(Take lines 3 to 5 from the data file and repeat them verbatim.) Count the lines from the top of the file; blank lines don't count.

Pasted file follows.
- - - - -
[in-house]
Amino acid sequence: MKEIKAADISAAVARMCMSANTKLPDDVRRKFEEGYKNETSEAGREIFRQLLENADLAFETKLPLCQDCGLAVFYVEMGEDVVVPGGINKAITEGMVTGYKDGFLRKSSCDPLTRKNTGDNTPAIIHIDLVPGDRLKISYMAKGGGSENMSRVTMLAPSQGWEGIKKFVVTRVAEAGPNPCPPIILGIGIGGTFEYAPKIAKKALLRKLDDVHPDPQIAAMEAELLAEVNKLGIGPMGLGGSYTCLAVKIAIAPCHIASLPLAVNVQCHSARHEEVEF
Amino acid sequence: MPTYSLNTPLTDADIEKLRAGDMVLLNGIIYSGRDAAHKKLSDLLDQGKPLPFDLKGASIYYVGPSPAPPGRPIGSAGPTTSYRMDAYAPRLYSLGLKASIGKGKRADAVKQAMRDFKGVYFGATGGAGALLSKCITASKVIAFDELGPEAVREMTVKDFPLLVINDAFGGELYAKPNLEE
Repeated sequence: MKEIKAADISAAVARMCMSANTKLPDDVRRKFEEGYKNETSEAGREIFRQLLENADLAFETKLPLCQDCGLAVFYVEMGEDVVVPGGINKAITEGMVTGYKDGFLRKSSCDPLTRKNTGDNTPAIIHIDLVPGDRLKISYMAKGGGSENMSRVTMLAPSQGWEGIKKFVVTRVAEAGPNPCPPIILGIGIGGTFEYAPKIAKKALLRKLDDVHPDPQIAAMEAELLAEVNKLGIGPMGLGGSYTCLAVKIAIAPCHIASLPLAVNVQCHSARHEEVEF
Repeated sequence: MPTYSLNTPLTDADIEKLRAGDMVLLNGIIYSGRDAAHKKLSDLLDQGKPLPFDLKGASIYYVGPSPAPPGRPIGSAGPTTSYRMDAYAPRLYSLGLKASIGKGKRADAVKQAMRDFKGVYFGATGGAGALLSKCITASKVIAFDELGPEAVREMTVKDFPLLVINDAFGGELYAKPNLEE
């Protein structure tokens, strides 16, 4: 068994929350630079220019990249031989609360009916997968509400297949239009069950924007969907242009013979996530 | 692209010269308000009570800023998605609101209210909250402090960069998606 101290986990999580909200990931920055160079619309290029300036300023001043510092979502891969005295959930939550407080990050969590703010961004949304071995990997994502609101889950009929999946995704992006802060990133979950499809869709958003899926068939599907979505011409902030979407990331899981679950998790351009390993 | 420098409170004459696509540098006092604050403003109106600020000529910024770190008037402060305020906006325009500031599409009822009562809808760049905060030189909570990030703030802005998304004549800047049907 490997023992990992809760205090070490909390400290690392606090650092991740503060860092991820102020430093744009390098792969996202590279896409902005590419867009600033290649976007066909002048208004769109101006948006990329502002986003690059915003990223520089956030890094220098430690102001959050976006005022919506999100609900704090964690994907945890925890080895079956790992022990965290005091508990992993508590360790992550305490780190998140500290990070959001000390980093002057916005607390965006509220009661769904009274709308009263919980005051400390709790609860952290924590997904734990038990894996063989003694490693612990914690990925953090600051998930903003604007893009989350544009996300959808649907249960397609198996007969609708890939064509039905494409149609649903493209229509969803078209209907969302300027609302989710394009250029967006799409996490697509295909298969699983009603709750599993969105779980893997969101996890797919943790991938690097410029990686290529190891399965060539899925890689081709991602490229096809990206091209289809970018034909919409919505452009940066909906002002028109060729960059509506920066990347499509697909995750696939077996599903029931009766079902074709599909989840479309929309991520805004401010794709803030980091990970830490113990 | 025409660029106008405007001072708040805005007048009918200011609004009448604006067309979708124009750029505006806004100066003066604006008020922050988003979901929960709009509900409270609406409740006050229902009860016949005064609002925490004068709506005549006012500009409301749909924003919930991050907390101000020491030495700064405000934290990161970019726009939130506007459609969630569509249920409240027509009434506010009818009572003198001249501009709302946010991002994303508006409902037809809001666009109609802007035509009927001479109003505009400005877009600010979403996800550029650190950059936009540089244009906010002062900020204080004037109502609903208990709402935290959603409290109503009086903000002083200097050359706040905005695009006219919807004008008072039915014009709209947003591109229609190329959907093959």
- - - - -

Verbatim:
Amino acid sequence: MPTYSLNTPLTDADIEKLRAGDMVLLNGIIYSGRDAAHKKLSDLLDQGKPLPFDLKGASIYYVGPSPAPPGRPIGSAGPTTSYRMDAYAPRLYSLGLKASIGKGKRADAVKQAMRDFKGVYFGATGGAGALLSKCITASKVIAFDELGPEAVREMTVKDFPLLVINDAFGGELYAKPNLEE
Repeated sequence: MKEIKAADISAAVARMCMSANTKLPDDVRRKFEEGYKNETSEAGREIFRQLLENADLAFETKLPLCQDCGLAVFYVEMGEDVVVPGGINKAITEGMVTGYKDGFLRKSSCDPLTRKNTGDNTPAIIHIDLVPGDRLKISYMAKGGGSENMSRVTMLAPSQGWEGIKKFVVTRVAEAGPNPCPPIILGIGIGGTFEYAPKIAKKALLRKLDDVHPDPQIAAMEAELLAEVNKLGIGPMGLGGSYTCLAVKIAIAPCHIASLPLAVNVQCHSARHEEVEF
Repeated sequence: MPTYSLNTPLTDADIEKLRAGDMVLLNGIIYSGRDAAHKKLSDLLDQGKPLPFDLKGASIYYVGPSPAPPGRPIGSAGPTTSYRMDAYAPRLYSLGLKASIGKGKRADAVKQAMRDFKGVYFGATGGAGALLSKCITASKVIAFDELGPEAVREMTVKDFPLLVINDAFGGELYAKPNLEE